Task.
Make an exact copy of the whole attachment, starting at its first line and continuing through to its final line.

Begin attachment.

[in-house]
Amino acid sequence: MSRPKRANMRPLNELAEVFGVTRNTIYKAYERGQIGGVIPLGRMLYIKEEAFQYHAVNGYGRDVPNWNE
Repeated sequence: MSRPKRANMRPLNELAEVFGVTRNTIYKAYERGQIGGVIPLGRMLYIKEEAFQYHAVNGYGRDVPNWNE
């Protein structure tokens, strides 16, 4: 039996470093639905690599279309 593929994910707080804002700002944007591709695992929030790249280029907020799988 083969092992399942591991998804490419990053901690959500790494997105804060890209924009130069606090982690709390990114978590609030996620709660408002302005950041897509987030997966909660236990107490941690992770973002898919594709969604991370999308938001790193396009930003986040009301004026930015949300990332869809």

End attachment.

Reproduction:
[in-house]
Amino acid sequence: MSRPKRANMRPLNELAEVFGVTRNTIYKAYERGQIGGVIPLGRMLYIKEEAFQYHAVNGYGRDVPNWNE
Repeated sequence: MSRPKRANMRPLNELAEVFGVTRNTIYKAYERGQIGGVIPLGRMLYIKEEAFQYHAVNGYGRDVPNWNE
């Protein structure tokens, strides 16, 4: 039996470093639905690599279309 593929994910707080804002700002944007591709695992929030790249280029907020799988 083969092992399942591991998804490419990053901690959500790494997105804060890209924009130069606090982690709390990114978590609030996620709660408002302005950041897509987030997966909660236990107490941690992770973002898919594709969604991370999308938001790193396009930003986040009301004026930015949300990332869809």